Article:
Confusion over travel insurance could leave travellers at risk of another summer out of pocket, as foreign fliers and staycationers alike attempt to navigate hidden gaps in their cover and policies fail to offer clarity on Covid.
A lack of clarity from insurers over how much protection their policies offer for Covid-related disruption could lead to consumers losing money as international travel reopens, consumer group Which? has found.
By Easter, three in 10 people had already booked international travel – weeks before any restrictions easing had been confirmed.
This week, as the first leisure travellers took off, Ryanair was reporting weekly bookings had tripled, from half a million in early April to 1.5 million.
But thousands of travel insurance customers are being left with a false impression about the level of protection they would benefit from if the pandemic affected their holiday plans.
Which? believes this is partly down to poor communication by some insurance providers and the use of often confusing, blanket terms such as “Covid cover” or “enhanced Covid cover” on insurers’ websites.
As a result, half of those with cover believed that they would be covered should the government’s travel advice change after a trip was booked, and nearly half thought their policy would cover them if local or national lockdowns prevented them from travelling. Almost half (46 per cent) believed their policy would cover them if their airline or holiday company postponed their travel but would not offer a cash refund.
However, when Which? analysed 73 travel insurance providers at the end of last year, cover for those three such eventualities – particularly when government travel advice changes – was very rare, with large discrepancies between what policies included. It reports few changes since then.
Since March last year, most insurers have considered the pandemic a “known event”, and excluded Foreign Office cancellation cover from new policies and for newly booked trips.
However, customers with policies bought after then were more likely to believe they were covered for this type of disruption than ones that had bought policies before then.
Two-thirds of respondents that had bought travel insurance in the six months before the survey believed they would be covered if Foreign Office travel advice changed to advise against travel after they had booked their trip, whereas less than half of respondents who bought policies over a year ago did.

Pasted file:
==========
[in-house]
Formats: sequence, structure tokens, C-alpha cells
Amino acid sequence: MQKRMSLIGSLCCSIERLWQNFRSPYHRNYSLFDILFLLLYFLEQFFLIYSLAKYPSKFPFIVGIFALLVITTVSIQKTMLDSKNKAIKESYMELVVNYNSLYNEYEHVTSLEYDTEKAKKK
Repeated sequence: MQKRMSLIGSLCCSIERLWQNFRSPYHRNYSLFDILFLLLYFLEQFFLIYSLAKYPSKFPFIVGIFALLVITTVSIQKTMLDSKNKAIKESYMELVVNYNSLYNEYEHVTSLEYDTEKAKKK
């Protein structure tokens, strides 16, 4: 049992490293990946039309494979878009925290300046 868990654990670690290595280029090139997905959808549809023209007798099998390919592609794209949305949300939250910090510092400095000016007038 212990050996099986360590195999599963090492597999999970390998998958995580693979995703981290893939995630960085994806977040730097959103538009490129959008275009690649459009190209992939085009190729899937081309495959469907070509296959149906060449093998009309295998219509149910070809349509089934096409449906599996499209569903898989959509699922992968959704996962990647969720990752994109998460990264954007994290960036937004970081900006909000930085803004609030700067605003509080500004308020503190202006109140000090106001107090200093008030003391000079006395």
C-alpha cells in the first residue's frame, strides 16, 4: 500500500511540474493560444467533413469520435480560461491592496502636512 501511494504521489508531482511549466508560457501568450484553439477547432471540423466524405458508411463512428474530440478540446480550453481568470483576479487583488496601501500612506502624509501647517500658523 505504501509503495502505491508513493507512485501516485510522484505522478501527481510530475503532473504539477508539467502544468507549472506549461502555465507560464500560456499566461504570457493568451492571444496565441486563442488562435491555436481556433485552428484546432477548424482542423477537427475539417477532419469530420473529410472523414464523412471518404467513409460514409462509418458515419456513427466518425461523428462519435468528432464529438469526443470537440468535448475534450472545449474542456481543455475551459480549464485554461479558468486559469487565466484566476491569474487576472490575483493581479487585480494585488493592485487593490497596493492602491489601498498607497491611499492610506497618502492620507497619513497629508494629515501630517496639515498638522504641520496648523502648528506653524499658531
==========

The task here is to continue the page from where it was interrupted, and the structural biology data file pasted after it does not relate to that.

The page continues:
While some insurers give upfront information about how extensively they protect against Covid-related disruption on their webpages and in their FAQs, some providers state only key benefits that their enhanced Covid cover provides, and are less clear about what is excluded. Other providers describe their policies as covering “a range” of Covid-related scenarios, and direct prospective customers to the FAQs for further detail.
“The ongoing threat of Covid-related disruption means that getting the right travel insurance for your holiday is more important than ever,” says Jenny Ross, Which? money editor.
“Without closer scrutiny from government and regulators of how clearly insurers present their policies, there is a very real chance that many travellers will be left out of pocket yet again this summer.”
Elsewhere, data from financial research firm Defaqto has found that, when it comes to an individual’s circumstances, one in five insurance policies does not cover cancellation costs for a positive Covid test.
Only a third cover cancellation costs if the policyholder has to isolate, and one in 20 policies has no cover for Covid-related medical expenses.
Submitting evidence to the Department for Transport before this week’s publication of a Covid passenger charter, which passengers outlines people’s rights and responsibilities when travelling, Which? and other campaign groups called for travel insurance providers to be clear about Covid-cover terminology.
Providers should present what is included and excluded in their Covid policies clearly on their websites, and not bury exclusions in their FAQs, they argue. The Financial Conduct Authority has also been urged to issue guidance to providers on the use of blanket terms such as “Covid cover” and “enhanced Covid cover”, which often overlook what kind of cover is not included – without qualifying them clearly.
This all assumes we take out cover in the first place, though.
With 22 million people gearing up for staycations worth £14.6bn, only a minority will arrange travel insurance for their domestic trip – a trend that has been rife for years.
Nearly one in five of those without insurance are not even aware that they should have it to cover domestic breaks, Virgin Money suggests, despite spending £660 on average per UK holiday.
Fewer than one in three people would take out travel insurance for a UK break, compared with two-thirds who cover themselves when travelling overseas.
Reasons include relying on the NHS for any medical emergencies – but that does not account for losses, thefts or even non-emergency illness or other events preventing travel – and not considering a staycation a holiday.
One in six people never buys travel insurance at all, the research found.